LinkedIn’s new Intro service adds content from its business-centric social network right to your emails — but it comes at a cost.
LinkedIn debuted the service last week for iPhone, touting its interactive profile information as a way to more easily navigate business contacts you’re emailing with.
To add these features, though, LinkedIn has to pass those emails through its own servers and analyze them.
The practice has generated strong objections, both from users and the security community. Tripwire quotes security analysts who say Intro is probably stripping the encryption from messages to do its work.
“But that sounds like a man-in-the-middle attack! Because it is. That’s exactly what it is. And this is a bad thing. If your employees are checking their company email, it’s an especially bad thing.”
A writer for Forbes explains further. Intro itself isn’t malicious, but by using it you’re trusting LinkedIn’s security to keep your email safe. If attackers compromise LinkedIn, they could get to your data.
In a blog post Saturday, LinkedIn addressed these concerns, saying it hoped to clear up misconceptions.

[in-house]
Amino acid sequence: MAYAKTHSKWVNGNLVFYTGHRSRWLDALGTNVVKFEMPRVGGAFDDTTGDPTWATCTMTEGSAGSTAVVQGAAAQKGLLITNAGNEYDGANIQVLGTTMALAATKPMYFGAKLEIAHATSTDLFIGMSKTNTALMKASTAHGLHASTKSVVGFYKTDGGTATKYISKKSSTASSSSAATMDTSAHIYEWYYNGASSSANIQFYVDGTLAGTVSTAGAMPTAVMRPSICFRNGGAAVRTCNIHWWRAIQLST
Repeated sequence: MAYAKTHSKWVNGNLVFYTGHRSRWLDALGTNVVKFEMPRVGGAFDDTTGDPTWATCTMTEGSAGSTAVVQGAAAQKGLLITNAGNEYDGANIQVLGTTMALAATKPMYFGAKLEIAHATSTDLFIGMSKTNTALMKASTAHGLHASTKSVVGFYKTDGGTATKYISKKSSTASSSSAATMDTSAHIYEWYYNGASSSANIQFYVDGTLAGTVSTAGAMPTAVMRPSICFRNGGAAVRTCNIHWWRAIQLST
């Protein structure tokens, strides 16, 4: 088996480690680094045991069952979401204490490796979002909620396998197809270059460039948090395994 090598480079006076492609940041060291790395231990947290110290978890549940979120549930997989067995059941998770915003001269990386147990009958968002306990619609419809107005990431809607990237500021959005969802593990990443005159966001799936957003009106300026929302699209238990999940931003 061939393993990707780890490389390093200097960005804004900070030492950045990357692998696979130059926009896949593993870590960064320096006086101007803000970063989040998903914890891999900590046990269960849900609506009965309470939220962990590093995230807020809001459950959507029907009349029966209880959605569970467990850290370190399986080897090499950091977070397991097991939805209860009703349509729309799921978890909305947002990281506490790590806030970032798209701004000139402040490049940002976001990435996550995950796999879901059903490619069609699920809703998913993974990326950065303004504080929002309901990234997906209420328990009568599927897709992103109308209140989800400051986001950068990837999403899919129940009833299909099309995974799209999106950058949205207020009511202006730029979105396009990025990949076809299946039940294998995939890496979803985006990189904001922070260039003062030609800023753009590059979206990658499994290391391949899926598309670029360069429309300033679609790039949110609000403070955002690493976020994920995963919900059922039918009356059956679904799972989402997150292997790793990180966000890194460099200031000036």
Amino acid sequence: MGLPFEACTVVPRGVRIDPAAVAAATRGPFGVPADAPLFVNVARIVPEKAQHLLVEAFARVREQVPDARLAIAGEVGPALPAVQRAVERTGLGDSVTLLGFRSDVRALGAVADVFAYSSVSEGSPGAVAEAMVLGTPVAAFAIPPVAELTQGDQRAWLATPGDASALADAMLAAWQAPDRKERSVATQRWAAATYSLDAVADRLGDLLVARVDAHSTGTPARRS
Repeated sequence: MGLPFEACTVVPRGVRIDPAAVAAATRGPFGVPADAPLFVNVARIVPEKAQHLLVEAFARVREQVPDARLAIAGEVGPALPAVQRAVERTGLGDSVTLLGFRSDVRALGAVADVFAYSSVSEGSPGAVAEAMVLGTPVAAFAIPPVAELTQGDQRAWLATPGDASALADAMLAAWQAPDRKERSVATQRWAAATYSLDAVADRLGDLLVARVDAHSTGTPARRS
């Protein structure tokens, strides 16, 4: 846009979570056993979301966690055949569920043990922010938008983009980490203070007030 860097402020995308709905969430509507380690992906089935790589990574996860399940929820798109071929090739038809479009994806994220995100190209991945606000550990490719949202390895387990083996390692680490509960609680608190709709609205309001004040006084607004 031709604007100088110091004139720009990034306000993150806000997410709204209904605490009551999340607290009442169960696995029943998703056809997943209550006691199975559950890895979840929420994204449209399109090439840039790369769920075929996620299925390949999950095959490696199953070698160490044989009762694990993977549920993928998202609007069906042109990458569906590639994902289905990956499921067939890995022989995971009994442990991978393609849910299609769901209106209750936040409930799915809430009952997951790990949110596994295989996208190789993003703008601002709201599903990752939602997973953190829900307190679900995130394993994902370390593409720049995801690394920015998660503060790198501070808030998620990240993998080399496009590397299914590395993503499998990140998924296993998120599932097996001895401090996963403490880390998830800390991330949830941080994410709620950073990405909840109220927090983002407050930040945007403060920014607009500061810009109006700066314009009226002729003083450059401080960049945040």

The company says Intro’s using its own, more isolated network to minimize third-party access. External auditors and internal testers have tracked down and patched security holes, and messages are never stored on the servers in unencrypted form.
Some users aren’t convinced. LinkedIn’s precautions don’t change the fact that it’s collecting and scraping through user emails.
“No, @linkedin, we don’t have ‘misconceptions’ about your irresponsible app. We get it perfectly, hence the pushback.” (Via @jacobian)
People do have reason to be skittish around LinkedIn — its security track record isn’t stellar. Last year hackers stole and decrypted more than six million passwords, and the company’s iPhone app was found to be vacuuming up calendar data without user permission. (Via CNBC, The Next Web)
For what it’s worth, Intro is an opt-in service. For the moment, it’s iOS-exclusive, where it will handle iCloud, Gmail, Yahoo and AOL mail accounts — if you trust the service with your data.
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